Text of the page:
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Adele – 25 album review

The superstar returns with her eagerly-awaited third album.

Credit: XL

Adele went from critically acclaimed singer/songwriter to worldwide global superstar with the release of her second album 21 in 2011. Lead single Rolling in the Deep proved to be a huge hit across the globe but it wasn’t until the release of second single Someone Like You that she became the biggest star in the world. 21 has now sold over 30 million copies worldwide so it comes as no surprise that Adele decided to take her time with new album 25. Despite never having to work another day in her life, the pressure is really on for 25 to live up to, if not surpass, the success of 21.

The early signs are promising with the release of Hello sending social media and the charts into a complete meltdown. The song has been at the top of the UK singles chart since its release and it broke streaming records with over 7.32 million streams in its first week. In the US the song debuted at the top of the Billboard 100 with sales of over 1.1 million in just 7 days, which is pretty incredible when you think how few copies an artist needs to sell to chart well these days.

Ahead of the record’s release Adele previewed only one other track from 25 and already the album is being hailed as the year’s biggest success story. There’s no doubt that 25 will sell by the bucketload regardless of whether or not it’s any good but thankfully Adele has crafted a worthy follow-up to her breakthrough album that will enjoy the same longevity in terms of commercial success. 25 opens with Hello, a song which by now will likely be engrained into your brain. The song cleverly reminds fans of Adele’s incredible vocal ability whilst not veering too far away from the sound that she’s known for.

That’s not to say that 25 is a rehash of 21. The album is rich with variety keeping the focus on Adele’s incredible voice while delivering the emotional and personal lyrics that have become her signature. Send My Love (To Your New Lover) is a rare foray into a more uptempo sound produced by Max Martin and Shellback.

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Elsewhere on the album Adele proves that she can still pack an emotional punch. When We Were Young, the second track previewed from the album ahead of its release, sees the singer recalling her carefree younger days, the flamenco-inspired acoustic melody of Million Years ago is stunning in its simplicity, and the punchy Water Under the Bridge where she pleads with a lover to be honest and upfront with her.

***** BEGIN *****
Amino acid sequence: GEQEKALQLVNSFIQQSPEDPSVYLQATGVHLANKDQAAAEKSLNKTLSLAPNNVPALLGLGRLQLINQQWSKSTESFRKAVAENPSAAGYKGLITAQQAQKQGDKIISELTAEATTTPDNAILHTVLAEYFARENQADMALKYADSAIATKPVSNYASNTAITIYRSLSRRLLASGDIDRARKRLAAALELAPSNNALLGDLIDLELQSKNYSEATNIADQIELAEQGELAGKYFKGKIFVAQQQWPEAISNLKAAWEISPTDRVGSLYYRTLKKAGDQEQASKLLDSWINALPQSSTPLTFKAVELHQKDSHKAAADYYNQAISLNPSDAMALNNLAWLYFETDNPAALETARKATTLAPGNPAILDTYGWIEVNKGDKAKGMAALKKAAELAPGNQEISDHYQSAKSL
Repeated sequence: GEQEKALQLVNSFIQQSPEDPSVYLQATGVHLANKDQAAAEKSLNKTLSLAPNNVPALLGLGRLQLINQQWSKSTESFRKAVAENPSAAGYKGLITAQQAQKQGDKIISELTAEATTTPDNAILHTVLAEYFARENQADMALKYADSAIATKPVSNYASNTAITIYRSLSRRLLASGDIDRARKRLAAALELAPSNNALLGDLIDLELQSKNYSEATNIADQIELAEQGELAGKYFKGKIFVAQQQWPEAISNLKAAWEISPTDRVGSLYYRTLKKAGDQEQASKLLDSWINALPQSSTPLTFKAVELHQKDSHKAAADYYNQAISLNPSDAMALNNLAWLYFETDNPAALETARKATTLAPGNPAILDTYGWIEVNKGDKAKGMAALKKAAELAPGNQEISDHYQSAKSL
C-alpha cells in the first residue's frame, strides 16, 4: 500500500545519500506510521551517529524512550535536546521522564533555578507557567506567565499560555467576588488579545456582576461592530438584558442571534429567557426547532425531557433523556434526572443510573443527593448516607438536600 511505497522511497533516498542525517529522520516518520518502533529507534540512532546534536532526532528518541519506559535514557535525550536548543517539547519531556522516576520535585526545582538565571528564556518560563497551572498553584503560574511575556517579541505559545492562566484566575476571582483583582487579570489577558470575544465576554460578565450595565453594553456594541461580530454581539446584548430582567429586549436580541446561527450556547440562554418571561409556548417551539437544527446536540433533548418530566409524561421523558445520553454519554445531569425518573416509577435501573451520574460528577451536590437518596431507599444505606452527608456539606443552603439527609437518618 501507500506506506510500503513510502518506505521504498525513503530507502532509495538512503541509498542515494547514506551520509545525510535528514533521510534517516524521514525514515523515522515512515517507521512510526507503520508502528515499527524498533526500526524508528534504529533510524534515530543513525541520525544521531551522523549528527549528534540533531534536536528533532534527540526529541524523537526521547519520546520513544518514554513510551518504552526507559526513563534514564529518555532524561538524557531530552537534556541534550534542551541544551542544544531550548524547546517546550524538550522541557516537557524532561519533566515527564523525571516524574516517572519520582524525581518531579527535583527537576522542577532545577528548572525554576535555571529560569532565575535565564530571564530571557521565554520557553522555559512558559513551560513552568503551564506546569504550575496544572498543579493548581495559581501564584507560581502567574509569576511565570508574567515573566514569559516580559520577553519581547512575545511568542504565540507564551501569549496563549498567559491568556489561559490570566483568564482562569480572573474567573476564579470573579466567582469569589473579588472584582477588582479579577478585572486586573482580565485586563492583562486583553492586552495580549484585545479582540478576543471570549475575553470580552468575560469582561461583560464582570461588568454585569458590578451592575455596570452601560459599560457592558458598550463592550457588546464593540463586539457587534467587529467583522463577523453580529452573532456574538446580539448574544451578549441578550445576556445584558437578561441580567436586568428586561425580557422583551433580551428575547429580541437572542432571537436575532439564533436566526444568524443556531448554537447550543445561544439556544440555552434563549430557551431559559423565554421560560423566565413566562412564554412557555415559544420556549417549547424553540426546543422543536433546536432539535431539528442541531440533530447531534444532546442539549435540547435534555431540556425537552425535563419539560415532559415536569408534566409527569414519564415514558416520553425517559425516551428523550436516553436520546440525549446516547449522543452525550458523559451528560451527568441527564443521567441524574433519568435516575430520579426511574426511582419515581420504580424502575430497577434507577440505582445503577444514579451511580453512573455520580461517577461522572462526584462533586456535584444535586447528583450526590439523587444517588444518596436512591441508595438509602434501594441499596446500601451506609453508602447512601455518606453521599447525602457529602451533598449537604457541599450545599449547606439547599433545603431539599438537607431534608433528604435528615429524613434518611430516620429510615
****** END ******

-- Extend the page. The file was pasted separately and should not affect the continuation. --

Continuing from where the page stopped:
One of our favourite moments comes on the beat-laden I Miss You. It pushes Adele into a sound we’ve never heard from her before with Paul Epworth’s production providing a dramatic soundscape for the singer’s soaring vocals. Surprisingly the album’s big piano ballad comes courtesy of Bruno Mars and his production team The Smeezingtons. It’s classic Adele keeping things simple and showing that a powerful voice doesn’t need any additional studio wizardry or production gimmicks.

25 comes to a close with the optimistic Sweet Devotion, which sees Adele in a happier place than much of the album. The song almost explodes with joy as Adele’s vocals scale epic heights and deliver that power that she’s known across the world for possessing.

Adele has achieved the impossible with 25. No one expected that she would be able to come close to 21 but she’s managed to at least match it with 25. We suspect that the album, like all of Adele’s albums, will be a grower and with repeated listens we’re confident that it could surpass 21 in our affections. Welcome back to the charts Adele, we’ve really missed you!

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